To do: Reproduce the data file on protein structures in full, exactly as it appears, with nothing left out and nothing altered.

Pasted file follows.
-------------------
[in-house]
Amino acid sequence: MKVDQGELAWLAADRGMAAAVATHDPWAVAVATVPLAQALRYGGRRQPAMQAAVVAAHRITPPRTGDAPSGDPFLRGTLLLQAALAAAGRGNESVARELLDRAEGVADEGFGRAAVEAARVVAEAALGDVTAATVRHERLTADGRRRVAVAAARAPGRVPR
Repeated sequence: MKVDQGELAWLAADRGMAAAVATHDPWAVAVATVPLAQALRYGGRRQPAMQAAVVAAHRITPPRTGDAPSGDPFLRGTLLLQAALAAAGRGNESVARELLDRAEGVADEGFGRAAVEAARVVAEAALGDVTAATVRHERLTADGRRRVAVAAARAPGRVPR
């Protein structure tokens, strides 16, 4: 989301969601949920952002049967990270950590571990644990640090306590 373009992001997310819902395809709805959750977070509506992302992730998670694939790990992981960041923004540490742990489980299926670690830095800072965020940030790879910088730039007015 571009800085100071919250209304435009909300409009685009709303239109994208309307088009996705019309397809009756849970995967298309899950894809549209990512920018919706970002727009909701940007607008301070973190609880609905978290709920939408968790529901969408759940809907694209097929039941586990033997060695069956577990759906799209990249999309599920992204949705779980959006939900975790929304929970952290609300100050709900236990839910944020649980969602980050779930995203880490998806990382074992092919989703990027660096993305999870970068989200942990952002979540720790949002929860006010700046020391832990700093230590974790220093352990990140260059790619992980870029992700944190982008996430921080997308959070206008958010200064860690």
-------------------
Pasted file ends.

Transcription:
[in-house]
Amino acid sequence: MKVDQGELAWLAADRGMAAAVATHDPWAVAVATVPLAQALRYGGRRQPAMQAAVVAAHRITPPRTGDAPSGDPFLRGTLLLQAALAAAGRGNESVARELLDRAEGVADEGFGRAAVEAARVVAEAALGDVTAATVRHERLTADGRRRVAVAAARAPGRVPR
Repeated sequence: MKVDQGELAWLAADRGMAAAVATHDPWAVAVATVPLAQALRYGGRRQPAMQAAVVAAHRITPPRTGDAPSGDPFLRGTLLLQAALAAAGRGNESVARELLDRAEGVADEGFGRAAVEAARVVAEAALGDVTAATVRHERLTADGRRRVAVAAARAPGRVPR
């Protein structure tokens, strides 16, 4: 989301969601949920952002049967990270950590571990644990640090306590 373009992001997310819902395809709805959750977070509506992302992730998670694939790990992981960041923004540490742990489980299926670690830095800072965020940030790879910088730039007015 571009800085100071919250209304435009909300409009685009709303239109994208309307088009996705019309397809009756849970995967298309899950894809549209990512920018919706970002727009909701940007607008301070973190609880609905978290709920939408968790529901969408759940809907694209097929039941586990033997060695069956577990759906799209990249999309599920992204949705779980959006939900975790929304929970952290609300100050709900236990839910944020649980969602980050779930995203880490998806990382074992092919989703990027660096993305999870970068989200942990952002979540720790949002929860006010700046020391832990700093230590974790220093352990990140260059790619992980870029992700944190982008996430921080997308959070206008958010200064860690």